This works for me as a lifelong learning strategy too, and the commitment is pretty much mine to make (I have spectacularly failed to commit to, or engage with, other peoples’ schedules as set down in ‘formal’ MOOCs).

    Where I think it doesn’t necessarily work is for folk who aren’t autodidacts. They do seem to value the idea of ‘taught pathway’ they can rely on. So maybe for them, following an uncourse set up as a team blog authored by a group of folk who are committed to documenting their public learning journey would work out?

    Pacing may also play an important role. When folk are blogging a learning journey, it’s created – or unrolled – in real time. It has some some of momentum, sort of engagement by the creator, who you might expected to be willing to engage in conversation about the topic because they are currently trying to get their head round it, and may it find it useful to talk. If the learner-creator(s) publishing the uncourse has/have some experience of teaching, it definitely helps, because they can document their learning in the form of teaching resources that unsophisticated learners will find more useful than ‘learning’ resources.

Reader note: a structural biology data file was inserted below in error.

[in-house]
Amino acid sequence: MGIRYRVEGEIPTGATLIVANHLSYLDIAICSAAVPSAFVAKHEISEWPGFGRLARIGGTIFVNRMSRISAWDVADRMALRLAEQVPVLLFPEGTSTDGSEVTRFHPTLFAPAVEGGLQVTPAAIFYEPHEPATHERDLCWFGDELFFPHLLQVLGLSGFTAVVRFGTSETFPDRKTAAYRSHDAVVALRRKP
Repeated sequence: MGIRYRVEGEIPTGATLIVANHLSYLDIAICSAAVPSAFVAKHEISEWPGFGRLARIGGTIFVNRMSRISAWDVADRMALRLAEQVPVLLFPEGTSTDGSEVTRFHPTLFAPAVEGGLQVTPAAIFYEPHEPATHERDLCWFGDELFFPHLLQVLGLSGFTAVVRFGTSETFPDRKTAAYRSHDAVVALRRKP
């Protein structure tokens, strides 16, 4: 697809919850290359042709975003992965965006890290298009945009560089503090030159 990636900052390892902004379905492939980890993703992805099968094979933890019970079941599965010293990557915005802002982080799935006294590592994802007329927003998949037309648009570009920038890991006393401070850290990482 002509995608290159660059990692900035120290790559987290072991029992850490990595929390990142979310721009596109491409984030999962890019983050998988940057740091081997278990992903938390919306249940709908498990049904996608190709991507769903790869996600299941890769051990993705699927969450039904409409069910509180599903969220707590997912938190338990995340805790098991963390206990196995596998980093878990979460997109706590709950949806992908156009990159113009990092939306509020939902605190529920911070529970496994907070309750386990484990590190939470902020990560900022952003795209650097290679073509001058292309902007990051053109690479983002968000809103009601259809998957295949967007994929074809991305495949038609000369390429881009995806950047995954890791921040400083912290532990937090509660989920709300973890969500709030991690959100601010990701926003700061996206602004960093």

After the fact, the uncourse resources are still available to others, although direct engagement in discussion in that space may not be as likely.

    One or more structured pathways through the legacy resources will also be available if links were used appropriately during the creation of the uncourse. These can be replayed in the time dimension – if that’s the sort of structured help you need – using things like serialised/daily feeds [ ]